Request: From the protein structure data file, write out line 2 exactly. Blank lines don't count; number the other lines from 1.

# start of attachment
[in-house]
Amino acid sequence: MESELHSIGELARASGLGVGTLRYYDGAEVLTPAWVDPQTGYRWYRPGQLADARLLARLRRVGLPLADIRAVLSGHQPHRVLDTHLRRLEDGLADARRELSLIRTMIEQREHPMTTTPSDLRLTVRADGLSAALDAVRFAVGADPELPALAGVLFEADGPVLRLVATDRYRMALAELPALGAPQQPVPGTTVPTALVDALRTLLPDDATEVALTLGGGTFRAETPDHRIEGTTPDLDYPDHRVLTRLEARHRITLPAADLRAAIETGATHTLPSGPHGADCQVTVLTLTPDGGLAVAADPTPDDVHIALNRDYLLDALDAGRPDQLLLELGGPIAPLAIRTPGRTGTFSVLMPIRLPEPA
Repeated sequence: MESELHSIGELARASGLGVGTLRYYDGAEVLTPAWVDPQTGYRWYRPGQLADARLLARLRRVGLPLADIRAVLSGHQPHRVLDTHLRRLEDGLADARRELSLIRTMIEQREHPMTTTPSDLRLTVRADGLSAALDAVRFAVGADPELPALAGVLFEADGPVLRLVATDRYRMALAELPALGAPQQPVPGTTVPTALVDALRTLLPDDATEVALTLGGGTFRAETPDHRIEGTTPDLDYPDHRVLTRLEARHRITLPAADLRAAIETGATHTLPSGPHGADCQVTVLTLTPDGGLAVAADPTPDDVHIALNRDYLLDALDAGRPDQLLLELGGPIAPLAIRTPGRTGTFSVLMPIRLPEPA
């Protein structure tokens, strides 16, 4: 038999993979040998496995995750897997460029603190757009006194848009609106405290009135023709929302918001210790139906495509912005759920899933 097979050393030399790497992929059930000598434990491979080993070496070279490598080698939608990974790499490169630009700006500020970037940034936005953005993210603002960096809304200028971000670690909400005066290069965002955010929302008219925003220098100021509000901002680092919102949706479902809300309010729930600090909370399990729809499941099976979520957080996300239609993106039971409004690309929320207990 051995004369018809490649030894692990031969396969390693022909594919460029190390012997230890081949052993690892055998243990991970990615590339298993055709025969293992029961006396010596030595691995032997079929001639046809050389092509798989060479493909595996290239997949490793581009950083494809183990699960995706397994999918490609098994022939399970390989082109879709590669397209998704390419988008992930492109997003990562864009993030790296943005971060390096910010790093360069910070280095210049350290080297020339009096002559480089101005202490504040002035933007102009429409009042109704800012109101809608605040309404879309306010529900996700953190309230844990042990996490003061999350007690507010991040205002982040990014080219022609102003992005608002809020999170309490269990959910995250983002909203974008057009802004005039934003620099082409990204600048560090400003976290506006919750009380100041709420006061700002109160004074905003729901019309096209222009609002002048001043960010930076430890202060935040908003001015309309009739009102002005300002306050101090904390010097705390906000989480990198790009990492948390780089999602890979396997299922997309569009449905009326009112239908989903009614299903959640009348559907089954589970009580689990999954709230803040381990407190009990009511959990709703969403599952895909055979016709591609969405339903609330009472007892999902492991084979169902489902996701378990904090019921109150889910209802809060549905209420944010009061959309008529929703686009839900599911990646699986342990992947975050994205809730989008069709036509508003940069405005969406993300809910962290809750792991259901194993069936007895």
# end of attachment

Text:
Amino acid sequence: MESELHSIGELARASGLGVGTLRYYDGAEVLTPAWVDPQTGYRWYRPGQLADARLLARLRRVGLPLADIRAVLSGHQPHRVLDTHLRRLEDGLADARRELSLIRTMIEQREHPMTTTPSDLRLTVRADGLSAALDAVRFAVGADPELPALAGVLFEADGPVLRLVATDRYRMALAELPALGAPQQPVPGTTVPTALVDALRTLLPDDATEVALTLGGGTFRAETPDHRIEGTTPDLDYPDHRVLTRLEARHRITLPAADLRAAIETGATHTLPSGPHGADCQVTVLTLTPDGGLAVAADPTPDDVHIALNRDYLLDALDAGRPDQLLLELGGPIAPLAIRTPGRTGTFSVLMPIRLPEPA